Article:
Our network

Montgomery County Is Battleground For Swing Votes | News

Title (Max 100 Characters)

Montgomery County Is Battleground For Swing Votes

BETHESDA, Md. (AP) -- Montgomery County's troubles could be former Republican Gov. Bob Ehrlich's ticket back to the governor's mansion.

The state's largest, wealthiest and arguably most liberal jurisdiction is broke. County leaders wrestled to plug a roughly $1 billion budget deficit this year.

Ehrlich has made the county a focal point in his campaign. He announced he would challenge Democratic Gov. Martin O'Malley in Rockville, the county seat. His running mate, former Maryland Secretary of State Mary Kane, is from Potomac, one of the county's plushest communities.

Local council members -- all Democrats -- haven't done O'Malley many favors at home. As their own financial woes grew, they've routinely accused O'Malley of treating the county like a piggy bank. They often note that Montgomery County gets back roughly 17 or 18 cents in state aid for every tax dollar their residents pay, whereas Baltimore City gets $1.03 back for every tax dollar spent.

While all say they'll support O'Malley's bid for re-election, several admit they hoped for more from a governor who grew up in their county.

Councilman Phil Andrews of Rockville, a Democrat who served as council president from 2008 to 2009, said O'Malley has done well as governor, but some state funding changes that occurred during his administration have hit Montgomery County hard.

"It's because he could have done better here and because the economy has been so tight that it has created an opening for a comeback from Governor Ehrlich," Andrews said.

Other county leaders accuse state officials of ignoring changing demographics, which include a growing number of poor, immigrant residents.

"I think he's completely taken us for granted," said former Council President Mike Knapp, a Democrat from Germantown who led the body from 2007-2008.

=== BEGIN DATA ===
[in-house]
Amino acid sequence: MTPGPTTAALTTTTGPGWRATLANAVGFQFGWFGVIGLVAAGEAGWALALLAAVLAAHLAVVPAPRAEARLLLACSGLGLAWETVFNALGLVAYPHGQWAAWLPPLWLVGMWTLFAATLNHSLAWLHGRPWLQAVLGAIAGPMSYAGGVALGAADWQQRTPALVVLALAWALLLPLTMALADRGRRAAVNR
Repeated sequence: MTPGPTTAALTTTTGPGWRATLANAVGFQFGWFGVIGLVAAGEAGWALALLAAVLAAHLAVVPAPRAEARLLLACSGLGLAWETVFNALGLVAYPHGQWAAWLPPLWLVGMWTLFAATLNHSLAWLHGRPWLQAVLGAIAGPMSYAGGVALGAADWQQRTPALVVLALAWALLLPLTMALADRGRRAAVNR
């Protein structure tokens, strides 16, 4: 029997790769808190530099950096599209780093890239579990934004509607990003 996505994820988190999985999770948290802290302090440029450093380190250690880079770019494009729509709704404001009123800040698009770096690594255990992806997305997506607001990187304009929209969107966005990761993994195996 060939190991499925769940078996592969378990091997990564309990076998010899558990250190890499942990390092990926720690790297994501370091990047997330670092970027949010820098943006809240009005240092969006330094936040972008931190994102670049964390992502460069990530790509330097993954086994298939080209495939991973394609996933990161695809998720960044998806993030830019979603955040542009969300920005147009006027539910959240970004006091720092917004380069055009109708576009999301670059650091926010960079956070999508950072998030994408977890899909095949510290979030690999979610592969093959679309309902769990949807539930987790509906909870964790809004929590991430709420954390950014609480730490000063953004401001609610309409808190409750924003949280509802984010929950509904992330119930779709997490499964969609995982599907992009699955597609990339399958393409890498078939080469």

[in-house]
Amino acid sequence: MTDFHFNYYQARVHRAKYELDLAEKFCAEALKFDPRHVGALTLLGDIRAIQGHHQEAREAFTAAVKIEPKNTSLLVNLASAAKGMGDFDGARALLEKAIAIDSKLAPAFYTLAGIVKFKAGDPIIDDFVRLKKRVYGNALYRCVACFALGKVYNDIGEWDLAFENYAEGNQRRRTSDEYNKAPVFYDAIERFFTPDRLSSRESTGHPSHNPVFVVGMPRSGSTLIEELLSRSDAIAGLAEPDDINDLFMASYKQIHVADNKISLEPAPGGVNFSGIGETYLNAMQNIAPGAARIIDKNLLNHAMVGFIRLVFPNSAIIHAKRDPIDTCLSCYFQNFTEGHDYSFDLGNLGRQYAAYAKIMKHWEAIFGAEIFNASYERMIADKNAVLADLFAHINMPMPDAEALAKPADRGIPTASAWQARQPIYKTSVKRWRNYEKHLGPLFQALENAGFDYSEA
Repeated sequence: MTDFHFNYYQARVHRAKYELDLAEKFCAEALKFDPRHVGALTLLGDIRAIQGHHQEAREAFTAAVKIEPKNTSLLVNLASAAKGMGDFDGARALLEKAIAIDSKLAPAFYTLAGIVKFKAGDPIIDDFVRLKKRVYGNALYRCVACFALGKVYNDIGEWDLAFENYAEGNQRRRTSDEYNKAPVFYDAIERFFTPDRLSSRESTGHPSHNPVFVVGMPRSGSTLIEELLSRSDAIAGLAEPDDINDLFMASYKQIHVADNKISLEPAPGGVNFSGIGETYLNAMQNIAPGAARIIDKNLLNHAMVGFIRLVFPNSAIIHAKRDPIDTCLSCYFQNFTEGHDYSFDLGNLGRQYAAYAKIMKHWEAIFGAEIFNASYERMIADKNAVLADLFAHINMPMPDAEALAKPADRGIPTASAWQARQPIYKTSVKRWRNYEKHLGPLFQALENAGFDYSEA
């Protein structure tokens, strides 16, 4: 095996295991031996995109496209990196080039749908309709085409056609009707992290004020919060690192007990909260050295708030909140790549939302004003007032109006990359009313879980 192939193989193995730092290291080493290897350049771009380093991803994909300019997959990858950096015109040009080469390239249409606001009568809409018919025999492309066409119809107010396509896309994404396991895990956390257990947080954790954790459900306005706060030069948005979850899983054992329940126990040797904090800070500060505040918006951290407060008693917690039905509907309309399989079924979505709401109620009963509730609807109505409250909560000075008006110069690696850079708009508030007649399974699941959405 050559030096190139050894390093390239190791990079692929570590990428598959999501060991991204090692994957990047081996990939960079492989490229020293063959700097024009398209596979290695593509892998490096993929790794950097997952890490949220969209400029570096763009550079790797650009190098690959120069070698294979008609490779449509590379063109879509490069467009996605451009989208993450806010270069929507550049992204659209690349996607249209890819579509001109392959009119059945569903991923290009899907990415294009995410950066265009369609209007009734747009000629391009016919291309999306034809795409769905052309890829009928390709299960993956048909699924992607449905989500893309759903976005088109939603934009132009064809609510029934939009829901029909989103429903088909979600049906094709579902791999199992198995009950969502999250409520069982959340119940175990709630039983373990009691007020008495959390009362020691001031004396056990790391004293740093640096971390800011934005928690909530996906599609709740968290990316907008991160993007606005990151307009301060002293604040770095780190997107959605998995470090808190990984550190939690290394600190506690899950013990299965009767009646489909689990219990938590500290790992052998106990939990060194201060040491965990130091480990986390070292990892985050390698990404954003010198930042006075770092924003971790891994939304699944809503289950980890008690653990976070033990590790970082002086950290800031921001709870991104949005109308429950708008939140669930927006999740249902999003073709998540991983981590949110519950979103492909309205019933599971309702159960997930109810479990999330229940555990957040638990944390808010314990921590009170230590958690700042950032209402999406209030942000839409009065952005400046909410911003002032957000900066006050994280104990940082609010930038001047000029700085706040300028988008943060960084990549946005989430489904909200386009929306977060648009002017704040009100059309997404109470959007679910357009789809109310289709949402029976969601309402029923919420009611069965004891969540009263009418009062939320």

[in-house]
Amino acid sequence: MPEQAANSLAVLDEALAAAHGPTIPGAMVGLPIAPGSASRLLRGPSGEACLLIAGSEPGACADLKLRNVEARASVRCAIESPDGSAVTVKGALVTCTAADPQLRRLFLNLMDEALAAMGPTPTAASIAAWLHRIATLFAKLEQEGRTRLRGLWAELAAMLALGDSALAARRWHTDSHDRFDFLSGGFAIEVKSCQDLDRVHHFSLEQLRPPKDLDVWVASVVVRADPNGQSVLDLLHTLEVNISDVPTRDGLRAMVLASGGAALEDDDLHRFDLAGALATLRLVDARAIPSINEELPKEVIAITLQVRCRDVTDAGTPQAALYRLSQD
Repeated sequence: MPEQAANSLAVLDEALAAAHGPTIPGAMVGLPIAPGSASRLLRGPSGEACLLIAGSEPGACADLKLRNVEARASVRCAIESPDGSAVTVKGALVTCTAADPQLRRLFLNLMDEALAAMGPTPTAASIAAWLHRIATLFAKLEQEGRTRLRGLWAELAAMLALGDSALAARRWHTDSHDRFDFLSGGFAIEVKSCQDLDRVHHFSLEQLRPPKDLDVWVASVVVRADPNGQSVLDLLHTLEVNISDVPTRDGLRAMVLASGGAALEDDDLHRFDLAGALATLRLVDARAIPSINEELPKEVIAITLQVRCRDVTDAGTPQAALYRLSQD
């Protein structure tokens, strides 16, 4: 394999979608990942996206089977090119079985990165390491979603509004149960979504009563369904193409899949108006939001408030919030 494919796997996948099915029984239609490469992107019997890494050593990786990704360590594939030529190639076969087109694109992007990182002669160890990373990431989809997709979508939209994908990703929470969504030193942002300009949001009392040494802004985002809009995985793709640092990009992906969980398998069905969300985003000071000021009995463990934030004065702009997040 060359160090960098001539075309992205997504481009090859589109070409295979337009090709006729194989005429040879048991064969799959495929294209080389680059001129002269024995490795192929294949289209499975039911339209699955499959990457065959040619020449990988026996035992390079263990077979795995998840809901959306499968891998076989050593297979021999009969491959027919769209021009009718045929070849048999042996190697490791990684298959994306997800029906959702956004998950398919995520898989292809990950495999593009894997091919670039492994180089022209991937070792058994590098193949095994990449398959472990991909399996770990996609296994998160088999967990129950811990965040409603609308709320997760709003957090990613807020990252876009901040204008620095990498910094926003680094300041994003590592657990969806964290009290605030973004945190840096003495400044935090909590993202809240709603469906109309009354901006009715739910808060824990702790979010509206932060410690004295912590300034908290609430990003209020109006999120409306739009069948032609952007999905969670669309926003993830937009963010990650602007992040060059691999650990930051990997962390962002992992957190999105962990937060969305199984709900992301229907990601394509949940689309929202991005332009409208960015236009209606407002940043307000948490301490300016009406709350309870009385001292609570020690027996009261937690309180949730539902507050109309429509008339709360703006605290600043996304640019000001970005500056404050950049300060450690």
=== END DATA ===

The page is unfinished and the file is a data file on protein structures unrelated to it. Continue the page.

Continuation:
Their list of complaints includes a decision by leaders in Annapolis to create a state millionaire's tax, set to expire at the end of this year. Some Montgomery leaders believe the tax drove at least a few of their wealthiest residents to leave the county.

According to county data, there were 851 fewer people filing tax returns with annual income of $1 million or more, a drop of 28 percent in the first year the state implemented the millionaire tax.

Local officials also remember what led state lawmakers to pass the tax on millionaires. The decision was made after lawmakers were heavily criticized for voting to extend the sales tax to the computer services industry, a move Montgomery leaders said would destroy the local economy. The General Assembly repealed the sales tax extension before it ever took effect, after industry leaders threatened to leave the state.

Democratic County Executive Ike Leggett, a former state Democratic Party chairman, described O'Malley as a "pretty good friend, but it's a tough time." He said he couldn't say whether O'Malley or Ehrlich had treated the county better during their tenures, but that O'Malley had done a better job for the state overall.

O'Malley himself maintains he has a good relationship with Montgomery voters, which he often attributes to spending his youth in the county.

"I understand the anxieties that people face there, the challenges with growth and traffic. That's, I think, a strength I have been able to bring to this job, is an understanding that we are one state," O'Malley said the day Ehrlich announced his candidacy in April.

After years of debate, it was during O'Malley's tenure that state officials finally began building the InterCounty Connector, a six-lane, 18.8 mile toll highway that will run between Montgomery and Prince George's counties.

Analysts say Ehrlich can't beat O'Malley in Montgomery, but he is smart to fight hard in the famously liberal jurisdiction.

"It wasn't too long ago that Montgomery County residents routinely voted for a Republican for Congress -- Connie Morrella," said Paul Herrnson, the director of the Center for American Politics and Citizenship at the University of Maryland. "It makes sense for the Ehrlich campaign to look very seriously there for votes."

Ehrlich aides are optimistic.

Katja Bullock, the Ehrlich campaign's co-coordinator in Montgomery County, says Ehrlich asked her to ensure 43 percent of Montgomery residents vote for him.

Ehrlich received roughly 39 percent of the Montgomery County vote against Democratic gubernatorial candidate Kathleen Kennedy Townsend in 2002, but only 36.7 percent against O'Malley in 2006. Bullock says she is confident that nabbing 44 percent of the Montgomery County vote will lead to a win, "if everybody else does like they usually do."

Jerry Pasternak, who was a top aide to former Democratic Montgomery County executive and O'Malley rival Doug Duncan, says it will be tough for Ehrlich to reach his Montgomery County goal. Despite an anti-incumbent mood elsewhere in the country, Pasternak says Montgomery is not likely to be "a breeding ground for a revolt against the Democratic party." Montgomery County's nine county council members, the county executive, eight state senators and 24 state delegates are all Democrats.

Ehrlich spokesman Andy Barth, however, doesn't think Montgomery residents will vote solely on partisan leanings.

"We think there is a lot of resentment or disagreement with the O'Malley tax policies," Barth said.